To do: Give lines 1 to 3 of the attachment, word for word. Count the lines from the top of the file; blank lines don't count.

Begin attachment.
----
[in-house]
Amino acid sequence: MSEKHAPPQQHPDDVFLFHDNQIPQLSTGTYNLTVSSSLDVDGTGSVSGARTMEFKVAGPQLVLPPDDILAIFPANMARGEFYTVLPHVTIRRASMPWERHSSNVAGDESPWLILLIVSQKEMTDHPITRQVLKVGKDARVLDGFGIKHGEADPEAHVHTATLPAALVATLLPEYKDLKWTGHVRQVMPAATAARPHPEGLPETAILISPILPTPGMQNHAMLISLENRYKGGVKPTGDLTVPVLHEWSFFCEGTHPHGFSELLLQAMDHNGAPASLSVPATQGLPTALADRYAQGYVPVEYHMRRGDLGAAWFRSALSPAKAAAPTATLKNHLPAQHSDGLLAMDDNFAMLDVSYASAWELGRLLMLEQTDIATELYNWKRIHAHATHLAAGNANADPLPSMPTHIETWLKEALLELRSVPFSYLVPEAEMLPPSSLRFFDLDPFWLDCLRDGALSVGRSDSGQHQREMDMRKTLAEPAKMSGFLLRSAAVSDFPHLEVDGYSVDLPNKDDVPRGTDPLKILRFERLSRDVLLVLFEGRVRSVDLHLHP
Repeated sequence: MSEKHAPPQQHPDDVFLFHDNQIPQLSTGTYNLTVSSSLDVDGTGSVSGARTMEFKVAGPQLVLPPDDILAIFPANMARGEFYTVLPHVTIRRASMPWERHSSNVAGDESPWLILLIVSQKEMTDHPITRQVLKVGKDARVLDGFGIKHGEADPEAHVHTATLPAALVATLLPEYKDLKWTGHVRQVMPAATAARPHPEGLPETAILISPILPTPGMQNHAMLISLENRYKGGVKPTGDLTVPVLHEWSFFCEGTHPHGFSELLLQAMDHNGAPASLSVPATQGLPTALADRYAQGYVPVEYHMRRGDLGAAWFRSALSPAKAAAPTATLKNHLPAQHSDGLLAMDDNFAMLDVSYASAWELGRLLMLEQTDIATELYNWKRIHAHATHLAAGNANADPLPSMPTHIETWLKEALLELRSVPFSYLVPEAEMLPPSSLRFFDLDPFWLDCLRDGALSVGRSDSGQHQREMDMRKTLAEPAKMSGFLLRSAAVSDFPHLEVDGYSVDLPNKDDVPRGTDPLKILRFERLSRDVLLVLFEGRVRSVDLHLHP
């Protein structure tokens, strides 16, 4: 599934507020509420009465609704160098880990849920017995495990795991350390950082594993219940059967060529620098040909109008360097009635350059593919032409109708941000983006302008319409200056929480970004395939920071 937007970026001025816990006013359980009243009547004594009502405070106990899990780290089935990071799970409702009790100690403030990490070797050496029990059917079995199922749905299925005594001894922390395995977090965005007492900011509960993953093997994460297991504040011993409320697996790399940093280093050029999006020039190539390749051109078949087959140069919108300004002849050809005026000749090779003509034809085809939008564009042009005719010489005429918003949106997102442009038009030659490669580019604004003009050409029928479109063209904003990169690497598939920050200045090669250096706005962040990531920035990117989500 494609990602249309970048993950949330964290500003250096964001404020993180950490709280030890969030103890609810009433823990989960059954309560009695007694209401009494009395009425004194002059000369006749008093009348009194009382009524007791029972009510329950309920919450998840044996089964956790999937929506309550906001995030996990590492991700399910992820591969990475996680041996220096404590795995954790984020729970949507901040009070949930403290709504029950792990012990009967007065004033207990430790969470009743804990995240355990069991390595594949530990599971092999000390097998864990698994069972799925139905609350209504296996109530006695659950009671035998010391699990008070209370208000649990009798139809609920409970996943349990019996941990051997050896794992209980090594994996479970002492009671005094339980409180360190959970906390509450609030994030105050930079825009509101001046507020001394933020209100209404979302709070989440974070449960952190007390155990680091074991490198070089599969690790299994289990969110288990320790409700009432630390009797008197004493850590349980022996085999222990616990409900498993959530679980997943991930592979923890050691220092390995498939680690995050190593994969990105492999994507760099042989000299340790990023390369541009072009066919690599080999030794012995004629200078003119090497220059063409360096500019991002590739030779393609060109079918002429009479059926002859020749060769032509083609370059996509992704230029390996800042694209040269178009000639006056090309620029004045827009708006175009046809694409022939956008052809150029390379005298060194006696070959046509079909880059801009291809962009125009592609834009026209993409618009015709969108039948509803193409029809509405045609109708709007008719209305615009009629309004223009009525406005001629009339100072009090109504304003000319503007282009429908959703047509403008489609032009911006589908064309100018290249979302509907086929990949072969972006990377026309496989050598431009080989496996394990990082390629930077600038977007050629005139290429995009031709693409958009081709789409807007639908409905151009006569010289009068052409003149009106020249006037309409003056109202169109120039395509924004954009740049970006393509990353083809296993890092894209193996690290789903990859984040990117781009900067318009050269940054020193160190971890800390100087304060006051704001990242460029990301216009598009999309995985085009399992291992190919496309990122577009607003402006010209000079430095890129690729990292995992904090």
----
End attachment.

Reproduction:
[in-house]
Amino acid sequence: MSEKHAPPQQHPDDVFLFHDNQIPQLSTGTYNLTVSSSLDVDGTGSVSGARTMEFKVAGPQLVLPPDDILAIFPANMARGEFYTVLPHVTIRRASMPWERHSSNVAGDESPWLILLIVSQKEMTDHPITRQVLKVGKDARVLDGFGIKHGEADPEAHVHTATLPAALVATLLPEYKDLKWTGHVRQVMPAATAARPHPEGLPETAILISPILPTPGMQNHAMLISLENRYKGGVKPTGDLTVPVLHEWSFFCEGTHPHGFSELLLQAMDHNGAPASLSVPATQGLPTALADRYAQGYVPVEYHMRRGDLGAAWFRSALSPAKAAAPTATLKNHLPAQHSDGLLAMDDNFAMLDVSYASAWELGRLLMLEQTDIATELYNWKRIHAHATHLAAGNANADPLPSMPTHIETWLKEALLELRSVPFSYLVPEAEMLPPSSLRFFDLDPFWLDCLRDGALSVGRSDSGQHQREMDMRKTLAEPAKMSGFLLRSAAVSDFPHLEVDGYSVDLPNKDDVPRGTDPLKILRFERLSRDVLLVLFEGRVRSVDLHLHP
Repeated sequence: MSEKHAPPQQHPDDVFLFHDNQIPQLSTGTYNLTVSSSLDVDGTGSVSGARTMEFKVAGPQLVLPPDDILAIFPANMARGEFYTVLPHVTIRRASMPWERHSSNVAGDESPWLILLIVSQKEMTDHPITRQVLKVGKDARVLDGFGIKHGEADPEAHVHTATLPAALVATLLPEYKDLKWTGHVRQVMPAATAARPHPEGLPETAILISPILPTPGMQNHAMLISLENRYKGGVKPTGDLTVPVLHEWSFFCEGTHPHGFSELLLQAMDHNGAPASLSVPATQGLPTALADRYAQGYVPVEYHMRRGDLGAAWFRSALSPAKAAAPTATLKNHLPAQHSDGLLAMDDNFAMLDVSYASAWELGRLLMLEQTDIATELYNWKRIHAHATHLAAGNANADPLPSMPTHIETWLKEALLELRSVPFSYLVPEAEMLPPSSLRFFDLDPFWLDCLRDGALSVGRSDSGQHQREMDMRKTLAEPAKMSGFLLRSAAVSDFPHLEVDGYSVDLPNKDDVPRGTDPLKILRFERLSRDVLLVLFEGRVRSVDLHLHP